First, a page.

Students from Highlands’ Farmington Center Conduct Research on Cyberbullying
Psychology students at New Mexico Highlands University’s Farmington Center conducted a pilot research study this semester about cyberbullying.
The students will present their findings at the Rocky Mountain Psychological Association convention in April.
Three students in psychology professor Ron Salazar’s research methods class wrote a survey to gauge teenagers’ experiences with cyberbullying. The sample group was recent high school graduates from San Juan County who are enrolled in introductory psychology courses at San Juan College.
“Cyberbullying by teenagers is a serious and growing national problem that’s everywhere, from rural areas to cities,” Salazar said. “All that’s needed is access to the Internet and texting capability.”
The National Crime Prevention Council defines cyberbullying as e-mailing, instant messaging, text messaging, and defamatory personal Web sites used to threaten, embarrass, and ostracize peers. According to the council’s research data, up to 43 percent of teenagers in the United Sates were victims of cyberbullying last year. A Pew Institute study found 32 percent of teens were cyberbullied.
“With this research methods class I try to get my students’ feet wet in research and apply it to real-world situations,” said Salazar, who helped establish the psychology degree program at the Highlands’ Farmington Center three years ago and is also a full professor at San Juan College.
“One of the most significant findings of this pilot study is that in the majority of cases, survey respondents said the cyberbullying took place on social networking Web sites like Facebook and MySpace,” Salazar said. “For example, blogs were posted ranging from negative comments about a teen’s appearance to false information about sexual orientation. Overall, 21 percent of the students reported being cyberbullied as teens, which is lower than the national numbers.”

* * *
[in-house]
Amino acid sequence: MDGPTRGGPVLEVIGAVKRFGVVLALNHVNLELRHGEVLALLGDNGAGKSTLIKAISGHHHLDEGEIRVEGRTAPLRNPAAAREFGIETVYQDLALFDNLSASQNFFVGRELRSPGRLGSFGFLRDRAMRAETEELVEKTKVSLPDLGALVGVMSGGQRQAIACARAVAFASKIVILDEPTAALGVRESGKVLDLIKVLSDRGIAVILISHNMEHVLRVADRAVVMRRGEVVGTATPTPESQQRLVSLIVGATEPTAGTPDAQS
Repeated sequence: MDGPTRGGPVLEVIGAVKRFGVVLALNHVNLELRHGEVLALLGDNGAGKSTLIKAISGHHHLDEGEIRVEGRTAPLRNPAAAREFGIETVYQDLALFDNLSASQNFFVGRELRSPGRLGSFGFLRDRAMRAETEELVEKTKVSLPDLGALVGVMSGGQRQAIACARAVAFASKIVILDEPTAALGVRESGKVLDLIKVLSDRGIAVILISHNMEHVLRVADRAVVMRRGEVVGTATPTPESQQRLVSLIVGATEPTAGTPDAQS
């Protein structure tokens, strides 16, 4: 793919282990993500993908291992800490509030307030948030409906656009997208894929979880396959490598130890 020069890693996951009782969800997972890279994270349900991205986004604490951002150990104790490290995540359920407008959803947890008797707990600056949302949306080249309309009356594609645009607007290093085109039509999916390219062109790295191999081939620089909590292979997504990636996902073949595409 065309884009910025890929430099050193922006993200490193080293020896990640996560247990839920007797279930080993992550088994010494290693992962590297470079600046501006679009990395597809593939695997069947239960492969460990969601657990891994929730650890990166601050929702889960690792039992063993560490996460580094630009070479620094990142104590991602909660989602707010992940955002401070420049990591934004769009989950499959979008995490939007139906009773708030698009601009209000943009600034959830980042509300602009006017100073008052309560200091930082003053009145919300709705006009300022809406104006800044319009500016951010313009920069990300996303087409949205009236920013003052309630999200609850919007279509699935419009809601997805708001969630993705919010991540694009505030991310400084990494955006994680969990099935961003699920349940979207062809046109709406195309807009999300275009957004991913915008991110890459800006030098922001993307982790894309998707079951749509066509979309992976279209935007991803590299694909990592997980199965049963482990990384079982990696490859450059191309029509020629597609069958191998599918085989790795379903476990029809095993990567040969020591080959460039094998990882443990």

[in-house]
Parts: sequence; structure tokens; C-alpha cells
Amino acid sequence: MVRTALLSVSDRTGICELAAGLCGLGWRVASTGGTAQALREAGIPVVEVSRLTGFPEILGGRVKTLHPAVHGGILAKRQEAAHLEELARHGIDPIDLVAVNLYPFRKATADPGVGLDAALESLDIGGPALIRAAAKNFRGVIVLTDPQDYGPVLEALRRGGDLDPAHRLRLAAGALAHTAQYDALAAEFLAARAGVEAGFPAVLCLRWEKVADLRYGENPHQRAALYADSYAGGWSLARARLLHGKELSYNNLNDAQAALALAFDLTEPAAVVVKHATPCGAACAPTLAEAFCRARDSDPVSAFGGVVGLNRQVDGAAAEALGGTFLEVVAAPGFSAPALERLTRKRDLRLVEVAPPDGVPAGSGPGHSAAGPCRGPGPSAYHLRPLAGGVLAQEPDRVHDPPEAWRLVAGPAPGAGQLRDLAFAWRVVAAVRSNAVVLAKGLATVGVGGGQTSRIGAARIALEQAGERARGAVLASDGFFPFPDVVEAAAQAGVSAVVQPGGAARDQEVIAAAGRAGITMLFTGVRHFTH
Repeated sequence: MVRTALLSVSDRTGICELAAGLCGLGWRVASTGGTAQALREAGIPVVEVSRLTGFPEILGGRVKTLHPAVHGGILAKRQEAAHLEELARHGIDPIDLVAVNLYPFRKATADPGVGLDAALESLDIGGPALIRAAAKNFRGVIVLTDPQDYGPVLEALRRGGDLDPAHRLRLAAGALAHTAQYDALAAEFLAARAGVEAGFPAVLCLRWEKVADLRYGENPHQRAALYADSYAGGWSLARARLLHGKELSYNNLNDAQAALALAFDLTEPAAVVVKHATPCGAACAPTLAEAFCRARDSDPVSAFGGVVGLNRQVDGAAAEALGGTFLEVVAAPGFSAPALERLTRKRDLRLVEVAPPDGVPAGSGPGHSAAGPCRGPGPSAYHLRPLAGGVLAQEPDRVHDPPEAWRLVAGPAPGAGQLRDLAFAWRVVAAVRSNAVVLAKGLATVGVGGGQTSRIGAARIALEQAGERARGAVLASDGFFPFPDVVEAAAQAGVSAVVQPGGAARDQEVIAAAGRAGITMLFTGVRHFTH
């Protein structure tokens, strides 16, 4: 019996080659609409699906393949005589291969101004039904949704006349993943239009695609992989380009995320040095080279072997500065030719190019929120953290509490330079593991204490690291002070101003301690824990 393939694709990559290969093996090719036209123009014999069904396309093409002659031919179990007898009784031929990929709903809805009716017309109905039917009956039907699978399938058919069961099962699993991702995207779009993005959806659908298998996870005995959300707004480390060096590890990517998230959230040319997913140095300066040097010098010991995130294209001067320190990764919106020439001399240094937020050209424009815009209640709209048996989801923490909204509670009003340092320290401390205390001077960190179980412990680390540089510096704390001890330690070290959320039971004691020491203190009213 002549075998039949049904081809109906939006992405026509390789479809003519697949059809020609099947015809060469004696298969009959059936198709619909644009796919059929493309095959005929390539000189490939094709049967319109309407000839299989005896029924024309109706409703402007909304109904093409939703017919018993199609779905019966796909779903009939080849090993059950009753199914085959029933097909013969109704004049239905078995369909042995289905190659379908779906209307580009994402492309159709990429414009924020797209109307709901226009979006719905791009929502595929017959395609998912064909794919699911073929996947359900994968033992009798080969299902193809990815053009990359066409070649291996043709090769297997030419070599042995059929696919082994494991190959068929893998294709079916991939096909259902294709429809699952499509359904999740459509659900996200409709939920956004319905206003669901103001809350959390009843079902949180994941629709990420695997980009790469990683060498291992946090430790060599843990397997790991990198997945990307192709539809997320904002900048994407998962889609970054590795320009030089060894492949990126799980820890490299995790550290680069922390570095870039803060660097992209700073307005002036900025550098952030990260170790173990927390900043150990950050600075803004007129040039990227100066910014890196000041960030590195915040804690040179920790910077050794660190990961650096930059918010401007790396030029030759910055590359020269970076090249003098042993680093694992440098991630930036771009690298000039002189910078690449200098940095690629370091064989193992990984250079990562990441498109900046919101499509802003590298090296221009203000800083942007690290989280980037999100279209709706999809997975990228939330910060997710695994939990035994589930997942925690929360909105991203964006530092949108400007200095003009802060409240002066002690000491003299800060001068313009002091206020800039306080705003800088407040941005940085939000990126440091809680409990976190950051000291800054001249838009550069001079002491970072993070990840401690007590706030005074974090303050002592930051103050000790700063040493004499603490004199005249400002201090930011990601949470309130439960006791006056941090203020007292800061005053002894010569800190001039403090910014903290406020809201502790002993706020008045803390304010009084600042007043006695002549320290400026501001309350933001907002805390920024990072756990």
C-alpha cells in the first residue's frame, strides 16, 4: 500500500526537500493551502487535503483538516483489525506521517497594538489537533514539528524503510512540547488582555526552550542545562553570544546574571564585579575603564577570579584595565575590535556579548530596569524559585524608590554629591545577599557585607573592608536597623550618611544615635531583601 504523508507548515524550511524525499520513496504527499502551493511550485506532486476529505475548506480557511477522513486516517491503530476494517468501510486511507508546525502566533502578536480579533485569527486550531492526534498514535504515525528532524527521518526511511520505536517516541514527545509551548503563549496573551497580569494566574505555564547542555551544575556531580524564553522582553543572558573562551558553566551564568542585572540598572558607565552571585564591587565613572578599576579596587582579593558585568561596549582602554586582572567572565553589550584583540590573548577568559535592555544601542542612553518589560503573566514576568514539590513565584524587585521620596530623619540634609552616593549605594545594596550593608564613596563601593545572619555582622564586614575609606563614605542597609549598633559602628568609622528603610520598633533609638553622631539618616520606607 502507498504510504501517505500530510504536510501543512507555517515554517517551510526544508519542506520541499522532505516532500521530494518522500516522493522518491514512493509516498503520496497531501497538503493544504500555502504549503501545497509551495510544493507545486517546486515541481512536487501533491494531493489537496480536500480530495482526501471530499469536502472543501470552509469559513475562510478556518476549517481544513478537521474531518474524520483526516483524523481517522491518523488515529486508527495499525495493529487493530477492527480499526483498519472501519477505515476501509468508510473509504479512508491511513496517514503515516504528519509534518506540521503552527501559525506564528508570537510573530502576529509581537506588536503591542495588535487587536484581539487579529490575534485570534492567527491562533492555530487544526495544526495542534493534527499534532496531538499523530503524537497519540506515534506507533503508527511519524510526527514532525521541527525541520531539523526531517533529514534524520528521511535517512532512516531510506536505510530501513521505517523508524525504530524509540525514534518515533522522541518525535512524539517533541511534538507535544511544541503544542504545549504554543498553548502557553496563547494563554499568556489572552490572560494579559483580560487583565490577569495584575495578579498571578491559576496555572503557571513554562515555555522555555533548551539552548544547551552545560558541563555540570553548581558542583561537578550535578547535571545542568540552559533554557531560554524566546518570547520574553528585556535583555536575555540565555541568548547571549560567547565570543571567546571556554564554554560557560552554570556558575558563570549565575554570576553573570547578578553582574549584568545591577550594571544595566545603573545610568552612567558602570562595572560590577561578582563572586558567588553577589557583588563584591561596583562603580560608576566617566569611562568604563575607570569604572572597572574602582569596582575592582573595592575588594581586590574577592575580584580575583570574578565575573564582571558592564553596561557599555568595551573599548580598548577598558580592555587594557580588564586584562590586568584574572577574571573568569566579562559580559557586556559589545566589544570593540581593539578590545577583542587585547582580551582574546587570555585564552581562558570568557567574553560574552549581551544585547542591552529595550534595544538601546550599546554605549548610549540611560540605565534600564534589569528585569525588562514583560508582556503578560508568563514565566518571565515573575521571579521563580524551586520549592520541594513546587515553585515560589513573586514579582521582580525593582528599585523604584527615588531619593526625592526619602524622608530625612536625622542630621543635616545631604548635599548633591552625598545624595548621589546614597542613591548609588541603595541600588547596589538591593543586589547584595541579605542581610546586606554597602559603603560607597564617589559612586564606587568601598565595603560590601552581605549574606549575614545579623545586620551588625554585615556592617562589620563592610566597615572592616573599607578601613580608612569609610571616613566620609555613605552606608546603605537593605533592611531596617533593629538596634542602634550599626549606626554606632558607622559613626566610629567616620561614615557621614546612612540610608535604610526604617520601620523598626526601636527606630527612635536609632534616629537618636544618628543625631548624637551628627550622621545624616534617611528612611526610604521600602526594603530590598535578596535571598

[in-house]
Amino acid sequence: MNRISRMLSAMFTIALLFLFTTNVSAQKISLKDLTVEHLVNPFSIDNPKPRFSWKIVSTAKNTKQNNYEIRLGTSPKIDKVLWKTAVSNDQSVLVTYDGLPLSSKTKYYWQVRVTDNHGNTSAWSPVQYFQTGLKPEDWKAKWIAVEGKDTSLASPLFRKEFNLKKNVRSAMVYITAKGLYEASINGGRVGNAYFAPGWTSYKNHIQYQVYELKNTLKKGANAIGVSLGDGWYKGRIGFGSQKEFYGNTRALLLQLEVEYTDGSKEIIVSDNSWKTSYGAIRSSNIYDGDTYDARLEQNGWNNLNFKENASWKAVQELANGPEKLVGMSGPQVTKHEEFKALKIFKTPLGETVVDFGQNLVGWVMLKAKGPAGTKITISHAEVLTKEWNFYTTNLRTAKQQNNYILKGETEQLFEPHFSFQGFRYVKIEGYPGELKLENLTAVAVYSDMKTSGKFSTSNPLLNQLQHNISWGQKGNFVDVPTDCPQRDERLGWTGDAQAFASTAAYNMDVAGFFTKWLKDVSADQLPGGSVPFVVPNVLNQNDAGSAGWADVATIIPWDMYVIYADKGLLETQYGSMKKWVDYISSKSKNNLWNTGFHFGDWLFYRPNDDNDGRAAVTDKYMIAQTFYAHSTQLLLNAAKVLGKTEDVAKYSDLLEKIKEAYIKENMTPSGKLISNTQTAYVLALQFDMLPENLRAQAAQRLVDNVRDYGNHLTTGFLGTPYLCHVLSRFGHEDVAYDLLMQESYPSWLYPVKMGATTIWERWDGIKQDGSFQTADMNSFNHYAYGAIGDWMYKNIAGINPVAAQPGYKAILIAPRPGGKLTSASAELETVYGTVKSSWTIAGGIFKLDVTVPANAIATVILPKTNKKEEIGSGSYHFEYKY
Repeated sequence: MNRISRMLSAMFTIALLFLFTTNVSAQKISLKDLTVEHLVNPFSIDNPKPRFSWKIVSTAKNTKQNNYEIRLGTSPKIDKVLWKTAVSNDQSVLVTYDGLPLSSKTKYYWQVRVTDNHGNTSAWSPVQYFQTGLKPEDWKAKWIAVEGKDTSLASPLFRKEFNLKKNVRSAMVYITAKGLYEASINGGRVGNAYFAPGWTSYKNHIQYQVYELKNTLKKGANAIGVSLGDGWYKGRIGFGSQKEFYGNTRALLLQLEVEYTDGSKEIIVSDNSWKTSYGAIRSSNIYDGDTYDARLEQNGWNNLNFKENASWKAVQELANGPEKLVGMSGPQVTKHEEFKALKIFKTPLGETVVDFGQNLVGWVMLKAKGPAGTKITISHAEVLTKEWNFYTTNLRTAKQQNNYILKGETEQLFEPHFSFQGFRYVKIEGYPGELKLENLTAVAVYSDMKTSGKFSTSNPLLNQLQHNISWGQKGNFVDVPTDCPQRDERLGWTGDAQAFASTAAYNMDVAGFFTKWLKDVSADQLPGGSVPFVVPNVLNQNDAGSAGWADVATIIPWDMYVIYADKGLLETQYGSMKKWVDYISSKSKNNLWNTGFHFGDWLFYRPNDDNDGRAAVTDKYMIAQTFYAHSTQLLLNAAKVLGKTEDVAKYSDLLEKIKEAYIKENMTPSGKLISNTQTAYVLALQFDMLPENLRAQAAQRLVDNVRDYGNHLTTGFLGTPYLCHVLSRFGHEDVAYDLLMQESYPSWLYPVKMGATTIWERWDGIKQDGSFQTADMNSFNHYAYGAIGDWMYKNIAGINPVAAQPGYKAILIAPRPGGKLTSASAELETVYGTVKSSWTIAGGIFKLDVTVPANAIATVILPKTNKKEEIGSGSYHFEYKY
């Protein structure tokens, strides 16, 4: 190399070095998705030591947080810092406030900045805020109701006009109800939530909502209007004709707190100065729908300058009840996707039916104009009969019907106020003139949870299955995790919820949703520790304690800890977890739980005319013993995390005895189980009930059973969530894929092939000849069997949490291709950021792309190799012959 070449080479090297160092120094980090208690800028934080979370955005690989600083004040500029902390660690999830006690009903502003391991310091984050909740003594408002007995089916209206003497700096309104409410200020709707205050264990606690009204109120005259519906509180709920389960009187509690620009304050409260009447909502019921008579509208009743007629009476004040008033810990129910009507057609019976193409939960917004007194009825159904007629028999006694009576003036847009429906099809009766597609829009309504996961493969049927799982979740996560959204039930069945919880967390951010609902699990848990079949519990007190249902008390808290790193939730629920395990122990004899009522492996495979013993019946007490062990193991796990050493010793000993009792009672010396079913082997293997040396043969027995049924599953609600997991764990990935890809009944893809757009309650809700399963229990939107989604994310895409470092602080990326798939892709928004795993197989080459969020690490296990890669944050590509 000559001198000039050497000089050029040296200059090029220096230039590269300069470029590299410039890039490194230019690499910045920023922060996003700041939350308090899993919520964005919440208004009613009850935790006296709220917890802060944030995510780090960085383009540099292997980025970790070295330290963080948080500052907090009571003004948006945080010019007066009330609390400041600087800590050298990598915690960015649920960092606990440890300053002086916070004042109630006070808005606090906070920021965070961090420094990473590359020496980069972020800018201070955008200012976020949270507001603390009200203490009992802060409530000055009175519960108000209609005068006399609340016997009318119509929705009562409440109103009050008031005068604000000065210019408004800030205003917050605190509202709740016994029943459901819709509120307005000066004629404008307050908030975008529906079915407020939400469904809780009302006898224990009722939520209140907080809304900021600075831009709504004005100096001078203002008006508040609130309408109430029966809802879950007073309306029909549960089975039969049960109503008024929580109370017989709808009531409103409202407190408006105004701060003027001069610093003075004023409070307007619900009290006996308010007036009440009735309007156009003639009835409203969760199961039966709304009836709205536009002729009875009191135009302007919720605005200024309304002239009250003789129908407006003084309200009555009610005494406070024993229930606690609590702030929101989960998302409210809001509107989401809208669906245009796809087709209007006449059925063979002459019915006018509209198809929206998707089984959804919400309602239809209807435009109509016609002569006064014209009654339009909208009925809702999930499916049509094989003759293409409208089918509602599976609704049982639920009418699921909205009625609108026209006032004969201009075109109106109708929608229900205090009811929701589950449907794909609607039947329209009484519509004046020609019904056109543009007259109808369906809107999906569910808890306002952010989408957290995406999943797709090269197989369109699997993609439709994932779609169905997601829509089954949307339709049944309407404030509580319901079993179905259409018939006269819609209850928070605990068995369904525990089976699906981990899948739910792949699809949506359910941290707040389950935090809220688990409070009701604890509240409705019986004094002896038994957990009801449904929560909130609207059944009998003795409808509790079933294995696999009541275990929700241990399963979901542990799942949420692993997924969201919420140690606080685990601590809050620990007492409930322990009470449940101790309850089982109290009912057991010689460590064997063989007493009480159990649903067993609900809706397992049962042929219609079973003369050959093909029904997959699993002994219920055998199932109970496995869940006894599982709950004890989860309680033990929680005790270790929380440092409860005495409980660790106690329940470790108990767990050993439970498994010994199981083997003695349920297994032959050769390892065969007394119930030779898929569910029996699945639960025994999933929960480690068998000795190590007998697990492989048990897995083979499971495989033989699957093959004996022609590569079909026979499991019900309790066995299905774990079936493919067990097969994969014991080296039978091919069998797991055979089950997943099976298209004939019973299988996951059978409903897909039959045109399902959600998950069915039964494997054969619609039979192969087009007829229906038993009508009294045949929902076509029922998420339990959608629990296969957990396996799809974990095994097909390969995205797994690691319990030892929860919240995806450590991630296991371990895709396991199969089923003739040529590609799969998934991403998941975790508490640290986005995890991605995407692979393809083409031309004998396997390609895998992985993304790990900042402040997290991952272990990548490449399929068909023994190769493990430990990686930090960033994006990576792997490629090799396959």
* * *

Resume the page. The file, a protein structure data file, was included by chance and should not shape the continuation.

Salazar said another important finding was that 70 percent of the students surveyed believe cyberbullying is on the rise. He said he’d like to see his students gather more data about cyberbullying in the future via online surveys given to New Mexico university and college students.
Anna Zepeda is one of the Highlands University students who worked on the cyberbullying pilot study. She’ll graduate in May with a major in psychology and a minor in sociology.
“We were surprised at how common cyberbullying is,” Zepeda said. “The three of us who worked on the study graduated from high school in the mid 1990s. This wasn’t an issue then because social networking sites didn’t exist. It’s amazing – and disturbing – how much things have changed. It was interesting to learn that girls are much more likely to be victims of cyberbullying than boys.
“You hear about studies all the time but you don’t know what’s involved,” Zepeda said. I learned a lot about conducting research from beginning to end. It’s really exciting that our first research project was approved for presentation at the Rocky Mountain Psychological Association Convention.”
Students in Salazar’s research methods class this semester also completed a study measuring San Juan College students’ opinions about red light cameras. The study found that more than half of the students surveyed supported red lights cameras in Farmington.
Highlands University’s Farmington Center offers degree programs in partnership with San Juan College at the college’s Farmington campus.
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